Barcelona recently announced the hiring of former player Xavi as their new manager through 2024. They did so by replacing one of their own, Ronald Koeman, who, like Xavi, played for the Blaugrana for six seasons.
Since Pep Guardiola departed from Barcelona in the summer of 2012, the club has been unable to find a suitable replacement. Guardiola assembled arguably the greatest team of the twenty-first century, leading Barcelona to a sextuple in 2009. Barcelona became the first European club to do so in the process.
Barcelona has appointed nine different managers since then but has yet to find a long-term replacement. The Blaugrana may have found their man in Xavi.
On that note, here are the five worst managers in Barcelona’s history.
Number 5: Radomir Antic
Radomir Antic was appointed manager of Barcelona for a four-month stint just before the arrival of Frank Rijkaard.
Although judging Antic over four months may be unfair, he had a dismal record as Barcelona manager. The former Yugoslav international had the lowest win percentage (50%) of any Barcelona manager in at least five games this century.
Antic took over as manager of Barcelona in the middle of the 2003-04 season when the club was 15th in La Liga. Unsurprisingly, Antic did not win a trophy during his time as manager at Camp Nou. At the end of the season, he was replaced by the legendary Frank Rijkaard. Antic won 12 games, drew eight, and lost four during his 24-match tenure as Barcelona manager.
Number 4: Ronald Koeman
Ronald Koeman, fired recently, left Barcelona as the manager with the worst winning record in nearly two decades.
The Dutchman took over at Camp Nou from Quique Setien in the summer of 2020, with the club in chaos both on and off the field. Koeman had the unenviable task of reviving Barcelona amid a financial crisis, and he also had to deal with a disgruntled Lionel Messi. The Argentine had requested a transfer ahead of the 2020-21 season.
Koeman did a good job of steadying the ship, but Messi’s departure in the summer of 2021 exposed Barcelona’s financial shambles. Following their star’s departure, the Dutchman was unable to keep his squad united and happy, and he was eventually fired.
During his 14-month stay, Koeman became only the second manager in Barcelona history to lose his first three Clasicos. The Dutchman had the lowest win percentage (58%) since Radomir Antic in the 2002-03 season.
Koeman left Barcelona with a 67-match record of 39 wins, 12 draws, and 16 defeats.
Number 3: Gerardo Martino
Gerardo ‘Tata’ Martino was named Barcelona manager ahead of the 2013-14 season.
During his time in the Argentine domestic league, the former Newell’s Old Boys manager earned a reputation as one of the game’s most talented managers. Martino was so impressive that Barcelona decided not to promote a youth system manager to give the Argentine a chance to shine on the biggest stage.
Despite a promising start to his managerial career at Camp Nou, things did not go as planned for Barcelona and Martino. Barcelona was in first place in La Liga at the start of the 2013-14 season, and they were in contention for a continental treble.
However, things began to fall apart quickly in the second half of the season. Barcelona blew a two-goal lead, handing Atletico Madrid their first league title in nearly two decades. The Blaugrana also exited the Champions League quarter-finals that season, losing 2-1 on aggregate to Atletico Madrid.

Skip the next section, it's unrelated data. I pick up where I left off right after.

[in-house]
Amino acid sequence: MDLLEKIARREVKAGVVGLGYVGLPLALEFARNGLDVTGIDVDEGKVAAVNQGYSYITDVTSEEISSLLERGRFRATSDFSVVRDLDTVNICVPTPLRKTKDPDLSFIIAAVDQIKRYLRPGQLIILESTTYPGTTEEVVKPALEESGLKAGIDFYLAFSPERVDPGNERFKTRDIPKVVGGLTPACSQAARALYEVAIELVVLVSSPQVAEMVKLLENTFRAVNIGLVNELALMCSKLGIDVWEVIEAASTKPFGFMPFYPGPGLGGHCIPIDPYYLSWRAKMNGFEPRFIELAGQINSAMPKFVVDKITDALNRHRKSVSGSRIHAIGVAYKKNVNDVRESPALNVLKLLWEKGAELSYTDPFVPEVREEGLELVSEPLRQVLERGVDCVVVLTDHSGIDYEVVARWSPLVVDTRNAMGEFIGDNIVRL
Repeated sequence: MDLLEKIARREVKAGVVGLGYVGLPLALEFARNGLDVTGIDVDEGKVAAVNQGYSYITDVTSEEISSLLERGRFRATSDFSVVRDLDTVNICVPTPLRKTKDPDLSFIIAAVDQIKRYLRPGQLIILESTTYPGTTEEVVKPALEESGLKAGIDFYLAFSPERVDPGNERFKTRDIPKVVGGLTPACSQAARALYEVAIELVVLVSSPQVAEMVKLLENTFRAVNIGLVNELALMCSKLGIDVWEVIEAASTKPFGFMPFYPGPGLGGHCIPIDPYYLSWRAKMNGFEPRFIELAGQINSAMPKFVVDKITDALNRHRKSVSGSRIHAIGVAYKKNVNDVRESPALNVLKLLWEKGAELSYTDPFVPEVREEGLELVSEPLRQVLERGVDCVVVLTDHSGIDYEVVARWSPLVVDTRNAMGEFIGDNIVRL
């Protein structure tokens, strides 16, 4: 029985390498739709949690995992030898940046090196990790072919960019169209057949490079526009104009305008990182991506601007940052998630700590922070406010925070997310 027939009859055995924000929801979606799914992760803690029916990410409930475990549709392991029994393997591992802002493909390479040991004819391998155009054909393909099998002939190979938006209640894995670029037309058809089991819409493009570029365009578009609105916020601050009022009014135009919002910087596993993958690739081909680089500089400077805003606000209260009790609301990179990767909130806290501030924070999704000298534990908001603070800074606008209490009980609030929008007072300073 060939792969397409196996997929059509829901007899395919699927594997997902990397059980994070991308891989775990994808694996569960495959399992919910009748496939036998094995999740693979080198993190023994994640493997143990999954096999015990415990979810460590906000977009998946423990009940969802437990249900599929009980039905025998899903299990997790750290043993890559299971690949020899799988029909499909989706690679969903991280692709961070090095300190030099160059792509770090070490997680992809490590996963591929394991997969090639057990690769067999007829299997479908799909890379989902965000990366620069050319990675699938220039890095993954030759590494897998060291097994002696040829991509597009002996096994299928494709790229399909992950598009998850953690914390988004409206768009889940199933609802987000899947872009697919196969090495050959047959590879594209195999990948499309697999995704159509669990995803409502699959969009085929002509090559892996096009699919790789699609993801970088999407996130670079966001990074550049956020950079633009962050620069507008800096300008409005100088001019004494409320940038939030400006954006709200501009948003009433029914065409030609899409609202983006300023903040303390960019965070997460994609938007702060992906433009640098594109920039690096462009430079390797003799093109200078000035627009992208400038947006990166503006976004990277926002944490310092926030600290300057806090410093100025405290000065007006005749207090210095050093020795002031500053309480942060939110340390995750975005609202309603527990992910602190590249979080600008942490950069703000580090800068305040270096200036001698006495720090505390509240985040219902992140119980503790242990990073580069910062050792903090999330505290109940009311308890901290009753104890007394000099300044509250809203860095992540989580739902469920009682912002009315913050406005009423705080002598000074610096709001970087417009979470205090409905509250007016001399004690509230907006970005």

Martino stated in an interview after his year as manager of Barcelona:
“My time at Barça was a complete failure. Normally, failure means losing. That is not my point of view. It would not have been a failure if Barça had played their own style but did not win the title. But we didn’t win and didn’t play well.”
Number 2: Kubala
Laszlo Kubala was one of the greatest players to wear the Barcelona jersey in the twentieth century, winning 13 major trophies.
Barcelona commemorated Kubala’s extraordinary playing career by erecting a towering bronze statue of him directly outside Camp Nou. The Hungarian-born former Spanish international scored 146 goals in 212 official appearances for Barcelona. During his 11-year stay at Barcelona, Kubala also won four league titles and five domestic cups.
His success as a player, however, did not translate to his managerial career, as he underperformed in two different spells. He went trophyless during his first spell at Barcelona, which lasted nearly two years. His second spell, on the other hand, was even worse.
Kubala also failed to win a trophy during his second stint as manager of Barcelona, which lasted only six months. Kubala was only in charge for 13 games during his second stint at the club, winning seven and losing six.
Number 1: Quique Setien
Many consider Quique Setien to be the worst Barcelona manager in recent years, despite only being in charge for seven months.
The Spaniard took over an underperforming squad from Ernesto Valverde and was widely expected to be the man to turn around Barcelona’s fortunes. Setien was a follower of the Cruyffian school of thought, and his attacking style of play was deemed ideal for Camp Nou.
Setien was a relatively unknown entity when he was appointed as Barcelona’s manager, but he was enormously impressive during his time at Real Betis.
During his seven-month stay at Camp Nou, however, he was unable to replicate that success. Setien’s tenure as manager at Barcelona was trophy-less, with 16 wins, four draws, and five losses in 25 games. His final game as manager summed up his tenure in Catalonia perfectly.
Barcelona was humiliated 8-2 by Bayern Munich in the UEFA Champions League quarter-finals. Only three days later, Quique Setien was fired, and Ronald Koeman took his place.: